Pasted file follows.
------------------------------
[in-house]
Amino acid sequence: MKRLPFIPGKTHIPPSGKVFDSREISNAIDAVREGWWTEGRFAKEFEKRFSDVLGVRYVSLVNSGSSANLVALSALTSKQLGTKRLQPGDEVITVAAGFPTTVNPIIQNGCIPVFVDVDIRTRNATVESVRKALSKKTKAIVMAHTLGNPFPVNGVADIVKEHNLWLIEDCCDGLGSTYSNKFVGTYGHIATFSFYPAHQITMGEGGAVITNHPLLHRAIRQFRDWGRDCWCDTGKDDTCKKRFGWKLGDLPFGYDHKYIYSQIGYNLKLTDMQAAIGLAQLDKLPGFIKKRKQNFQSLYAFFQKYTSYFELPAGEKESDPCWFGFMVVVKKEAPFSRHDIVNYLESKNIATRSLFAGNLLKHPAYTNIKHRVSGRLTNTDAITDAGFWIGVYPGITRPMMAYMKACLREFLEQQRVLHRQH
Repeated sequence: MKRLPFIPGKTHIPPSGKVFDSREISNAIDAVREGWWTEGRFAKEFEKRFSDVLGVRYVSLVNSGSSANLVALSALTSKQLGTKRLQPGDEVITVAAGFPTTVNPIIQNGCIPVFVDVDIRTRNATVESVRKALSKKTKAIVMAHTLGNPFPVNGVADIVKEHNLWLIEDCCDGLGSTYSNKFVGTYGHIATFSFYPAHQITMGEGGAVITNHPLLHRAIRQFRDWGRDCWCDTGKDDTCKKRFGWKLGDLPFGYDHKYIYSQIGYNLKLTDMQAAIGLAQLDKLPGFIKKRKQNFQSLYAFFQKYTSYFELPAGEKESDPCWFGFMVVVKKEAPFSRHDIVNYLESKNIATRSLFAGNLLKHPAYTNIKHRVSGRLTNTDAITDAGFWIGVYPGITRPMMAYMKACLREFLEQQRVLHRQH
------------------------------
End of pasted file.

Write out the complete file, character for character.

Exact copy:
[in-house]
Amino acid sequence: MKRLPFIPGKTHIPPSGKVFDSREISNAIDAVREGWWTEGRFAKEFEKRFSDVLGVRYVSLVNSGSSANLVALSALTSKQLGTKRLQPGDEVITVAAGFPTTVNPIIQNGCIPVFVDVDIRTRNATVESVRKALSKKTKAIVMAHTLGNPFPVNGVADIVKEHNLWLIEDCCDGLGSTYSNKFVGTYGHIATFSFYPAHQITMGEGGAVITNHPLLHRAIRQFRDWGRDCWCDTGKDDTCKKRFGWKLGDLPFGYDHKYIYSQIGYNLKLTDMQAAIGLAQLDKLPGFIKKRKQNFQSLYAFFQKYTSYFELPAGEKESDPCWFGFMVVVKKEAPFSRHDIVNYLESKNIATRSLFAGNLLKHPAYTNIKHRVSGRLTNTDAITDAGFWIGVYPGITRPMMAYMKACLREFLEQQRVLHRQH
Repeated sequence: MKRLPFIPGKTHIPPSGKVFDSREISNAIDAVREGWWTEGRFAKEFEKRFSDVLGVRYVSLVNSGSSANLVALSALTSKQLGTKRLQPGDEVITVAAGFPTTVNPIIQNGCIPVFVDVDIRTRNATVESVRKALSKKTKAIVMAHTLGNPFPVNGVADIVKEHNLWLIEDCCDGLGSTYSNKFVGTYGHIATFSFYPAHQITMGEGGAVITNHPLLHRAIRQFRDWGRDCWCDTGKDDTCKKRFGWKLGDLPFGYDHKYIYSQIGYNLKLTDMQAAIGLAQLDKLPGFIKKRKQNFQSLYAFFQKYTSYFELPAGEKESDPCWFGFMVVVKKEAPFSRHDIVNYLESKNIATRSLFAGNLLKHPAYTNIKHRVSGRLTNTDAITDAGFWIGVYPGITRPMMAYMKACLREFLEQQRVLHRQH